Jack Caton, DDS, MS, professor and chair, Eastman Institute for Oral Health’s Periodontics Department, served as a co-chair for the World Workshop on the Classification of Periodontal and Peri-Implant Diseases and Conditions.
After three years of planning and intensive literature reviews, more than 150 top experts in periodontal science, education and clinical care from Europe, Asia, Australia and the Americas met to discuss and reach consensus on the classification and diagnosis of periodontal and peri-implant diseases and conditions. Significant periodontal disease affects more than 50 percent of the population worldwide and diseases around dental implants is on the rise.
“The purpose of the workshop was to bring together global leaders within periodontology and implant dentistry to update the classification using current evidence,” said Dr. Caton, a longstanding leader in the field.
Dr. Caton, who worked alongside three other co–chairs from the United States and Europe, has been very active in the classification and diagnosis process since the 1970s. As the expert with the most experience, he also served as facilitator during the conference as the various work groups presented their recommendations.
“It’s been nearly 20 years since the last classification workshop, and scientific findings over this time period justified revisiting and updating the classifications that will help provide optimal care for patients, as well as more precise case definitions for scientists studying the diseases,” said Dr. Caton, a past president of the American Academy of Periodontology.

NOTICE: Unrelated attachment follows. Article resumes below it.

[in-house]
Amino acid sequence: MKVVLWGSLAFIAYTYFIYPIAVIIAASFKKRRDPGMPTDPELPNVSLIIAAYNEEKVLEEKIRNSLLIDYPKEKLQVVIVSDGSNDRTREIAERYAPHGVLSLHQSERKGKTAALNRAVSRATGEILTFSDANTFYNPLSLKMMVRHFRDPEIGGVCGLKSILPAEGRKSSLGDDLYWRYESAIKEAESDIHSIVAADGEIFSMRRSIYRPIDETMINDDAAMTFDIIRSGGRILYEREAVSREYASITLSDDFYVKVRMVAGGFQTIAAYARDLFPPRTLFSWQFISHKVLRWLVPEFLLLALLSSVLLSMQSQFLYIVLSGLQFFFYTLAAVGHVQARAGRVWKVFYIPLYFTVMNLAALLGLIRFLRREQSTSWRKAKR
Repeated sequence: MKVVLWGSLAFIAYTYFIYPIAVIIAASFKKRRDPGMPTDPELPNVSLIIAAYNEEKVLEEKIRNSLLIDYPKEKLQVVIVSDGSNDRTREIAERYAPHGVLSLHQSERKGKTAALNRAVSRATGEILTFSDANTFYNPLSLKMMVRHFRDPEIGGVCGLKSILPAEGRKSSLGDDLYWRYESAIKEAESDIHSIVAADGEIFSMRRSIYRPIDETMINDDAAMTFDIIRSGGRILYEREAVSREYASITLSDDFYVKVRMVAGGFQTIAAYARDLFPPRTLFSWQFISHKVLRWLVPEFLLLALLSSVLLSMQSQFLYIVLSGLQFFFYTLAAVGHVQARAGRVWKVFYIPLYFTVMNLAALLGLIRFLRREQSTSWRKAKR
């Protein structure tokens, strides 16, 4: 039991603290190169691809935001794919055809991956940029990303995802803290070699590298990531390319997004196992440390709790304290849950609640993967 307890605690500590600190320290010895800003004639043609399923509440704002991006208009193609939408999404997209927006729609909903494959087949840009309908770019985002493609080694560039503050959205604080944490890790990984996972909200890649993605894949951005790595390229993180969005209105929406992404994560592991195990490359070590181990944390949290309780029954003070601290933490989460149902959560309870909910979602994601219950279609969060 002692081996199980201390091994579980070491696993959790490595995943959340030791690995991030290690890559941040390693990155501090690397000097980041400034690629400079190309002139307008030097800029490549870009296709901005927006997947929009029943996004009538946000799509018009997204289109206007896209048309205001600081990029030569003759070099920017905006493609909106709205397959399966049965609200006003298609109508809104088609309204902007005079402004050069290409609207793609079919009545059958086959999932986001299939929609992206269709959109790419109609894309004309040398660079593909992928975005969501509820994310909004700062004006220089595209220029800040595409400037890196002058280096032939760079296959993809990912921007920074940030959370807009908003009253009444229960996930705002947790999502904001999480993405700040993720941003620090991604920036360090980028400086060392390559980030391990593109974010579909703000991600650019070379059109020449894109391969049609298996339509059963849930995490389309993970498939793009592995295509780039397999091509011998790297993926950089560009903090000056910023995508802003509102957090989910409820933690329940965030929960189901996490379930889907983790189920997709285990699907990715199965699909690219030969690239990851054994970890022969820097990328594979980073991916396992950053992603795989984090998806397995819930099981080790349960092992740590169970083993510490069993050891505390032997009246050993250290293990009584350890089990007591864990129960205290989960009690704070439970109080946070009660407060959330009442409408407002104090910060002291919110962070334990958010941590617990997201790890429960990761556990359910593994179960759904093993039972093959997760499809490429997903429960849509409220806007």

The new classification will provide periodontists, prosthodontists, general dentists, dental hygienists and patients the ability to communicate and have a common language based on a simple diagnostic criteria that is understandable and informs treatment decisions.
“For example, implant dentistry has become a major component of patient treatment planning and care since the last workshop in 1999,” Dr. Caton explained. “And just like tissues that support natural teeth, the bone and soft tissues surrounding dental implants are susceptible to problems without proper care and management.”
The new proceedings outline definitions of health and disease in this particular context, acknowledging that with a growing number of implant cases comes an increased need to identify and treat implant-related conditions.
Other highlights from the proceedings include a re-categorization of various forms of periodontitis, a new staging and grading system, and the inaugural classification for peri-implant diseases and conditions.
“The staging is more precise now in terms of classifying severity of disease but also the complexity of the treatment of the disease. The more severe the disease, the more complex the disease, with many factors to consider,” Dr. Caton explained. “Like other diseases, the staging system is now in four levels, and the new grading system will lead to treatment plans that can be personalized for the individual patient.”
With almost 50 years of leadership in this process, Dr. Caton is amazed with the progress.
“It’s great to see the enthusiasm and breadth of knowledge from this new group of leaders from different parts of the world,” he said. “This group of scholars has evolved from a very small contingency almost exclusively from the U.S. and Western Europe to a large group from all over the world. It’s a very special thing to be a part of.”
The complete suite of review papers and consensus reports from the workshop is available in the June 2018 print and online special issues of the Journal of Periodontology and the Journal of Clinical Periodontology.